The Business of Commercial Photography: The Survival Guide

Lesson 19 of 30

Wrap Up

 

The Business of Commercial Photography: The Survival Guide

Lesson 19 of 30

Wrap Up

 

Lesson Info

Wrap Up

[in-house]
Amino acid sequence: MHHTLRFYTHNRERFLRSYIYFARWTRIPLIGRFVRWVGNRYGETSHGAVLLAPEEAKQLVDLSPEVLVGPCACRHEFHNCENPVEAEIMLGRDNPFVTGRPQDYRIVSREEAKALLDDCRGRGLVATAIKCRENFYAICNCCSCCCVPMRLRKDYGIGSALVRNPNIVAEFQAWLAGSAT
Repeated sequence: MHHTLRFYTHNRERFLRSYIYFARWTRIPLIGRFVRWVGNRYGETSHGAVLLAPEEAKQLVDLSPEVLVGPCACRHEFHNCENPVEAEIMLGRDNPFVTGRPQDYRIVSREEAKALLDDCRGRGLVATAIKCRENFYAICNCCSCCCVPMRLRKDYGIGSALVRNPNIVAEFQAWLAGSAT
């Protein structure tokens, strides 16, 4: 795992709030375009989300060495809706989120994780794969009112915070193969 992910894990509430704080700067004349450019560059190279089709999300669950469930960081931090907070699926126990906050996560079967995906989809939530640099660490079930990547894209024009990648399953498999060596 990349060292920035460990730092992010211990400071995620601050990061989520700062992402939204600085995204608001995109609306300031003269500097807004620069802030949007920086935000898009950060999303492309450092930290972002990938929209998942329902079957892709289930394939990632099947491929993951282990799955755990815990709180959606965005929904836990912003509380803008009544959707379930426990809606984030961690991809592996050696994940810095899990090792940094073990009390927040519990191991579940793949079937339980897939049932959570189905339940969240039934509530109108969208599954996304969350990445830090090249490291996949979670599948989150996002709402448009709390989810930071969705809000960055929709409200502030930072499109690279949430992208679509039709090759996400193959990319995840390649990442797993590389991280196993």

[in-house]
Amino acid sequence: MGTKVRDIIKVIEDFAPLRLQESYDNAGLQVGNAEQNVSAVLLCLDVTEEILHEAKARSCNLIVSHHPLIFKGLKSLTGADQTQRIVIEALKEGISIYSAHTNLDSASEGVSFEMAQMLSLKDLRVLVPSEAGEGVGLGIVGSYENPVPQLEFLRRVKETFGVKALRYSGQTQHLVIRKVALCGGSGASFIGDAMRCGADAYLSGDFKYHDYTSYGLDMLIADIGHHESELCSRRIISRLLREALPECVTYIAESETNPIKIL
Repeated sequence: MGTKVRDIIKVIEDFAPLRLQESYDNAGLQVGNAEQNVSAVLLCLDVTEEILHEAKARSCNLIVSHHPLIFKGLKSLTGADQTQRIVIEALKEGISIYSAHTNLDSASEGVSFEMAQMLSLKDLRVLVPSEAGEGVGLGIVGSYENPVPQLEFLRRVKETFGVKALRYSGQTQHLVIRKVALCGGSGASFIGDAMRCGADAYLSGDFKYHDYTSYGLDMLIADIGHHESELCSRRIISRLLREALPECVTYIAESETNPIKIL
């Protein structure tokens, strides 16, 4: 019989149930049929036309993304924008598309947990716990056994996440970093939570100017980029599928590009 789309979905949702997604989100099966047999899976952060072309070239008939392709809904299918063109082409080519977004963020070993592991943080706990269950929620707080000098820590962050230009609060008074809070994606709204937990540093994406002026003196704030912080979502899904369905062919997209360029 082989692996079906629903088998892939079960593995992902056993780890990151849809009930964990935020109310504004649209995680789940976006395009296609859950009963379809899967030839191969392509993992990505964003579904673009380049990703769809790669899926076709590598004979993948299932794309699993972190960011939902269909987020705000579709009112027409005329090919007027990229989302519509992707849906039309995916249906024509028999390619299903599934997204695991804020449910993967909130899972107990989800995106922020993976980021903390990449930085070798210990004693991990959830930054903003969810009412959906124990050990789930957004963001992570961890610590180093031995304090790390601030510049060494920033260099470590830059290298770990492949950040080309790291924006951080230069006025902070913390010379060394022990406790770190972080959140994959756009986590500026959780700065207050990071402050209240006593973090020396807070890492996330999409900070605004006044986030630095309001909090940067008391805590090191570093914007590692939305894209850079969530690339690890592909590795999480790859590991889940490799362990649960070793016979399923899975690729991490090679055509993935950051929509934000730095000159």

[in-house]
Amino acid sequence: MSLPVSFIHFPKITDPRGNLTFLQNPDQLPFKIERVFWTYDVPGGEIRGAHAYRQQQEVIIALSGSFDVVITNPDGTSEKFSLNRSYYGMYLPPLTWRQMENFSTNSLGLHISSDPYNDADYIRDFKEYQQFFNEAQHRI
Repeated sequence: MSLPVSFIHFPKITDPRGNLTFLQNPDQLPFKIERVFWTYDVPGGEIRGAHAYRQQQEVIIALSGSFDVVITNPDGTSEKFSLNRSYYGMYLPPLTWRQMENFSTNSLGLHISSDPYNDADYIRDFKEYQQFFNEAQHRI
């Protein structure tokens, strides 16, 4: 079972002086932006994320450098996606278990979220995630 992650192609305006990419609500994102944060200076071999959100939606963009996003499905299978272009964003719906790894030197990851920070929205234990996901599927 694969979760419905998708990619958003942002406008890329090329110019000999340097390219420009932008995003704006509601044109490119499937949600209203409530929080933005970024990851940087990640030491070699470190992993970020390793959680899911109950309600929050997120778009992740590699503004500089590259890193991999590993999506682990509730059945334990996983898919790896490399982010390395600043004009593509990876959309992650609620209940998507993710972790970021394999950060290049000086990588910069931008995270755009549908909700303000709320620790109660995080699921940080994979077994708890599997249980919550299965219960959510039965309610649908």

And then finally, you know you wrap up. And like I said you wanna explain to people what images you liked on set, and you have that opportunity, you want to convey excitement, you want to be grateful, and happy with how things went. You don't wanna air out any questions or concerns like you wanna leave people in a good feeling. Like that was great, that was a great shoot, I'm really excited about this and this. Doesn't mean sometimes things are in your head, and you're wondering about those things, but you don't need to call those out this is a time to like end well, and be thankful, and hopefully continue that relationship unto the next one. And then, then you have invoicing, and that seems obvious, but you wanna get paid, but I would even say, we talk about this a little more in depth in our survival guide workshop, but your invoice sometimes is your last interaction with a client, and even though people know it's coming, they know they gonna be, what the amount is, it still doesn't ...